Jane Austen’s classic novel Pride and Prejudice was first published in the United Kingdom 28 January 1813. Pride and Prejudice concerns young Elizabeth Bennet as she deals with issues of manners, upbringing, morality, education, and marriage in the society of the landed gentry of early 19th-century England. Elizabeth is the second of five daughters of a country gentleman living near the fictional town of Meryton in Hertfordshire, near London. Though the story is set at the turn of the 19th century, it retains a fascination for modern readers, continuing near the top of lists of “most loved books” such as The Big Read. It has become one of the most popular novels in English literature and receives considerable attention from literary scholars and has been adapted for film and television numerous times. To date, the book has sold some 20 million copies worldwide.
The novel centres on Elizabeth Bennet, the second of the five daughters of a country gentleman. Mr Bennet is a bookish man, and somewhat neglectful of his responsibilities. Mrs Bennet is a woman lacking in social graces and primarily concerned with finding suitable husbands for her five daughters. Jane Bennet, the eldest daughter, is distinguished by the kindness of her attitudes and her beauty; Elizabeth Bennet, the second daughter, shares her father’s keen wit and occasionally sarcastic outlook; Mary is not pretty, but is studious, devout and musical albeit lacking in taste; Kitty, the fourth sister follows where her younger sister leads, while Lydia is flirtatious and unrestrained. The novel opens with news that Mr Bingley, a wealthy, charismatic and sociable young bachelor, is moving into Netherfield Park in the neighbourhood. Mr Bingley is soon well received, while his friend Mr Darcy makes a less favourable impression by appearing proud and condescending at a ball that they attend (he detests dancing and is not much for light conversation). Mr Bingley singles out Jane for particular attention, and it soon becomes apparent that they have formed an attachment to each other, though Jane does not alter her conduct for him, confessing her great happiness only to Lizzie. By contrast, Darcy slights Elizabeth, who overhears and jokes about it despite feeling a budding resentment. On paying a visit to Mr Bingley’s sister, Caroline, Jane is caught in a heavy downpour, catches cold, and is forced to stay at Netherfield for several days. Elizabeth arrives to nurse her sister and is thrown into frequent company with Mr Darcy, who begins to act less coldly towards her.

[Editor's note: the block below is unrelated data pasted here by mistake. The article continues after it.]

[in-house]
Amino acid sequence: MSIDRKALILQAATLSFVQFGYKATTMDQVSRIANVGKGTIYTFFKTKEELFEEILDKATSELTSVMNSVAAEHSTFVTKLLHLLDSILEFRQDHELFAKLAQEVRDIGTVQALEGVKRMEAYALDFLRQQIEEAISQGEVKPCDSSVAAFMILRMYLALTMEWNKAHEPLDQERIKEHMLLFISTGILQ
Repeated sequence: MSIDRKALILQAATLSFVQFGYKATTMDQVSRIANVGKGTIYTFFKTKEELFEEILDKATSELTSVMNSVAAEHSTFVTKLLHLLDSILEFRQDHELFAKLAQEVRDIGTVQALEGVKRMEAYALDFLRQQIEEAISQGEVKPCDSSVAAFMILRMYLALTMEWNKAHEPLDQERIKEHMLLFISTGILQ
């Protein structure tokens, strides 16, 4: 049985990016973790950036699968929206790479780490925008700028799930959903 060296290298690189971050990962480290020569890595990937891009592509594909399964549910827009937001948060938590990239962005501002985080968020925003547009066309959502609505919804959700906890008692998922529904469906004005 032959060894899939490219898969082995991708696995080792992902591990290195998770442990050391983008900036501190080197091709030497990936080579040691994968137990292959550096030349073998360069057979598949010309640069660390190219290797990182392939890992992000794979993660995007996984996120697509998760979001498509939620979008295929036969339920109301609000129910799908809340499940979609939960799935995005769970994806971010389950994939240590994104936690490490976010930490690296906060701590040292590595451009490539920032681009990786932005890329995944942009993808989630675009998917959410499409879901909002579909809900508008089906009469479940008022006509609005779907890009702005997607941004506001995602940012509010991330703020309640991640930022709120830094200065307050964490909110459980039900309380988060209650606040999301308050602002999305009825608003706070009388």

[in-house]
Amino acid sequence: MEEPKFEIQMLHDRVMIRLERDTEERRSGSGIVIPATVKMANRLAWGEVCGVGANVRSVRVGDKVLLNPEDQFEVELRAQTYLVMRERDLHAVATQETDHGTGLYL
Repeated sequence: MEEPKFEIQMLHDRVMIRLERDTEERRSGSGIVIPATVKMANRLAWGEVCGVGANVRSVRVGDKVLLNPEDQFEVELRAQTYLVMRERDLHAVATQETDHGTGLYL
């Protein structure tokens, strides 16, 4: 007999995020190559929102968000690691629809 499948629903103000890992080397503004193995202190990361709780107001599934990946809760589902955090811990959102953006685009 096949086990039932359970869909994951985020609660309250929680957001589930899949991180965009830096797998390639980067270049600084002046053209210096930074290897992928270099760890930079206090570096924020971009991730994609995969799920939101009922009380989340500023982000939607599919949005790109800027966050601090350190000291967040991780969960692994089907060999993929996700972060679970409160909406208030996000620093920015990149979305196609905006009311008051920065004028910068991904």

Mr Collins, a clergyman, and heir to the Bennet estate, pays a visit to the Bennets. It soon becomes apparent that Mr Collins has come to Longbourn to choose a wife from among the Bennet sisters (his cousins) and Elizabeth is singled out. Elizabeth forms an acquaintance with Mr Wickham, a militia officer who dislikes Mr Darcy, despite having been a godson and favourite of Mr Darcy’s father. This and Elizabeth’s attraction to Mr Wickham, increase her dislike of Mr Darcy.At a ball ,mr Darcy becomes aware that Mr Bingley and Jane may marry. The following morning, Mr Collins proposes marriage to Elizabeth, who refuses him, much to her mother’s distress. Mr Collins becomes engaged to Elizabeth’s close friend Charlotte Lucas, meanwhile Mr Bingley abruptly leaves Netherfield and returns to London, devastating Jane, and Elizabeth becomes convinced that Mr Darcy and Caroline Bingley have colluded to separate him from Jane.Jane is persuaded that Mr Bingley is not in love with her, but goes on an extended visit to her aunt and uncle Gardiner in London in the hope of maintaining her relationship with Caroline if not with Charles Bingley.
During spring, Elizabeth visits Charlotte and Mr Collins in Kent. Elizabeth and her hosts are frequently invited to Rosings Park, home of Lady Catherine de Bourgh, Darcy’s aunt; coincidentally, Darcy also arrives to visit. Elizabeth meets Darcy’s cousin, Colonel Fitzwilliam, Elizabeth rightly assumes that the said friend is none other than Mr Bingley. Then Darcy arrives and, quite unexpectedly, confesses love for Elizabeth and begs her hand in marriage.However Elizabeth rebukes Mr Darcy, for his actions and he tries to persuade her otherwise. Meanwhile Wickham then attempts to elope with Darcy’s young sister Georgiana, and thereby secure her fortune for himself. Regarding Jane and Bingley, Darcy claims he had observed no reciprocal interest in Jane for Bingley, and had assumed her not to be in love with him. In addition to this, he cites the “want of propriety” in the behaviour of Mr and Mrs Bennet and her three younger daughters. Elizabeth begins to warm to Mr Darcy
Later, Elizabeth and her aunt and uncle Gardiner visit Pemberley, Darcy’s estate, and Darcy introduces Elizabeth to his sister, and Elizabeth begins to acknowledge her attraction to him. Their re-acquaintance is cut short, however, by the news that Lydia has eloped with Mr Wickham. Elizabeth and the Gardiners return to Longbourn (the Bennet family home). Lydia and Wickham are located, and persuaded to marry And Jane, Elizabeth and Mr Bennet suspect that their Uncle Gardiner may have bribed Wickham to marry Lydia. Mr and Mrs Wickham visit Longbourn, Elizabeth discovers that Mr Darcy was responsible for their marriage. Meanwhile Bingley’s returs and proposes to Jane, who immediately accepts. Then Lady Catherine de Bourgh pays an unexpected visit to Longbourn hoping To persuade Elizabeth not to marry Mr Darcy